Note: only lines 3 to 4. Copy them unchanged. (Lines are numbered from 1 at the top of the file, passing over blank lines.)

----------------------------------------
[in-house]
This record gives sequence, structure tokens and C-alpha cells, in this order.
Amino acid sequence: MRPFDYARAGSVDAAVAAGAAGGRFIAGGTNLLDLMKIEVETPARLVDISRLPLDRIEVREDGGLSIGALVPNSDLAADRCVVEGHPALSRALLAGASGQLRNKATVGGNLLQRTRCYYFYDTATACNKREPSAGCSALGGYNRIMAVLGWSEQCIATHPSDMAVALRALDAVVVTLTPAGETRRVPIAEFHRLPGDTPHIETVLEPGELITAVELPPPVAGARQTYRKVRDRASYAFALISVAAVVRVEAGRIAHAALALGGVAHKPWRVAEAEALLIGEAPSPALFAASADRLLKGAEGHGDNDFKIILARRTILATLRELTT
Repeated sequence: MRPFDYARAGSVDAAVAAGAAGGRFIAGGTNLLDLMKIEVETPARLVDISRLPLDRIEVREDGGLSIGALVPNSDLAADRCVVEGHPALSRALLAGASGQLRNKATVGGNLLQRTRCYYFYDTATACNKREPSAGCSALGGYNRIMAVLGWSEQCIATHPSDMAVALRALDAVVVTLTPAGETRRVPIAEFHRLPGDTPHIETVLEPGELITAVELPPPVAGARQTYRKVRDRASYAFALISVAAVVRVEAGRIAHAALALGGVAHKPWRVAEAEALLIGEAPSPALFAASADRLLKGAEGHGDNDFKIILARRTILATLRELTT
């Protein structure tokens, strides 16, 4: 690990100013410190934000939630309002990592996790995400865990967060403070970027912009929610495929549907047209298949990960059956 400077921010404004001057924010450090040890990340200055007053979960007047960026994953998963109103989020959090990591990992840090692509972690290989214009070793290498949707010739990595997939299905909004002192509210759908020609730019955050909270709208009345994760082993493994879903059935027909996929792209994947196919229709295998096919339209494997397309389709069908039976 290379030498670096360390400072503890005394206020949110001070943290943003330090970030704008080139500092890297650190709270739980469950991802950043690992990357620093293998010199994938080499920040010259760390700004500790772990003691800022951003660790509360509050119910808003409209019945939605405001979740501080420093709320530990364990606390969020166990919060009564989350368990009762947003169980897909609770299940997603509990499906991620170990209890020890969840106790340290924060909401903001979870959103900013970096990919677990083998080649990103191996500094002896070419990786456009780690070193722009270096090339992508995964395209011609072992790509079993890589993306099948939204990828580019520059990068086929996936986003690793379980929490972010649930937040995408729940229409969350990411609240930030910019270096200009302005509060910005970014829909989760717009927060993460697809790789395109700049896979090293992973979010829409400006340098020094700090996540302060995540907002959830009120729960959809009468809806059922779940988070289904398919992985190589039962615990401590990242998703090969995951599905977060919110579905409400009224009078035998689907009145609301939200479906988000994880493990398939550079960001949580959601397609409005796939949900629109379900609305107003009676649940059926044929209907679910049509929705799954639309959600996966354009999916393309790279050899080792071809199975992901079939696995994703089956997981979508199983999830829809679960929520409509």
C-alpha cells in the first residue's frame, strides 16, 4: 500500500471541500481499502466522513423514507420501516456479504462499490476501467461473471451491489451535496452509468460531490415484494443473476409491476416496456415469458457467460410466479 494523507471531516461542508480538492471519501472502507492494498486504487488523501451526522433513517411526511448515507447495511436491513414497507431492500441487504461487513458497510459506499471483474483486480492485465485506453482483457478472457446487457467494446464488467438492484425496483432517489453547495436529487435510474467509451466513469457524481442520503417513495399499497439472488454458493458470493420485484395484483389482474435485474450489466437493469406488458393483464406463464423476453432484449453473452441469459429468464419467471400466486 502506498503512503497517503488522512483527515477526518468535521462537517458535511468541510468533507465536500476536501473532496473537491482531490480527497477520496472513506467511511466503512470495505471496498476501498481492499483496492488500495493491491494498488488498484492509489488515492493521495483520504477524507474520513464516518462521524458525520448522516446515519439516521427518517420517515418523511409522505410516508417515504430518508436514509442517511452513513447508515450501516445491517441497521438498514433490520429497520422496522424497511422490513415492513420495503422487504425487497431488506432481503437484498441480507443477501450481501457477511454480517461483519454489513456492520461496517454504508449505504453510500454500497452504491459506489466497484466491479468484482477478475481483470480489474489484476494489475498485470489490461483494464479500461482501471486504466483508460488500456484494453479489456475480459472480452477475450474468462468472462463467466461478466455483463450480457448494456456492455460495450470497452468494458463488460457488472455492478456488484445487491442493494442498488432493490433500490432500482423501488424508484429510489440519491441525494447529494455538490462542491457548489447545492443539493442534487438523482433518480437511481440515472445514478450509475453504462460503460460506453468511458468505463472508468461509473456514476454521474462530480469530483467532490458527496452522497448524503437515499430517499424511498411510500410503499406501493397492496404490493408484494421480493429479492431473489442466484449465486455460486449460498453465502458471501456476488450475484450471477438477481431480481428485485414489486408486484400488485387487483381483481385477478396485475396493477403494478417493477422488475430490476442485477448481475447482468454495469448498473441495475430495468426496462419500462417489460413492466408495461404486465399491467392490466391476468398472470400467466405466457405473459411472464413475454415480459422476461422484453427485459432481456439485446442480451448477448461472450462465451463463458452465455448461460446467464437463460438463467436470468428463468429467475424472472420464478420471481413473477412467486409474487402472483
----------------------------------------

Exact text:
Amino acid sequence: MRPFDYARAGSVDAAVAAGAAGGRFIAGGTNLLDLMKIEVETPARLVDISRLPLDRIEVREDGGLSIGALVPNSDLAADRCVVEGHPALSRALLAGASGQLRNKATVGGNLLQRTRCYYFYDTATACNKREPSAGCSALGGYNRIMAVLGWSEQCIATHPSDMAVALRALDAVVVTLTPAGETRRVPIAEFHRLPGDTPHIETVLEPGELITAVELPPPVAGARQTYRKVRDRASYAFALISVAAVVRVEAGRIAHAALALGGVAHKPWRVAEAEALLIGEAPSPALFAASADRLLKGAEGHGDNDFKIILARRTILATLRELTT
Repeated sequence: MRPFDYARAGSVDAAVAAGAAGGRFIAGGTNLLDLMKIEVETPARLVDISRLPLDRIEVREDGGLSIGALVPNSDLAADRCVVEGHPALSRALLAGASGQLRNKATVGGNLLQRTRCYYFYDTATACNKREPSAGCSALGGYNRIMAVLGWSEQCIATHPSDMAVALRALDAVVVTLTPAGETRRVPIAEFHRLPGDTPHIETVLEPGELITAVELPPPVAGARQTYRKVRDRASYAFALISVAAVVRVEAGRIAHAALALGGVAHKPWRVAEAEALLIGEAPSPALFAASADRLLKGAEGHGDNDFKIILARRTILATLRELTT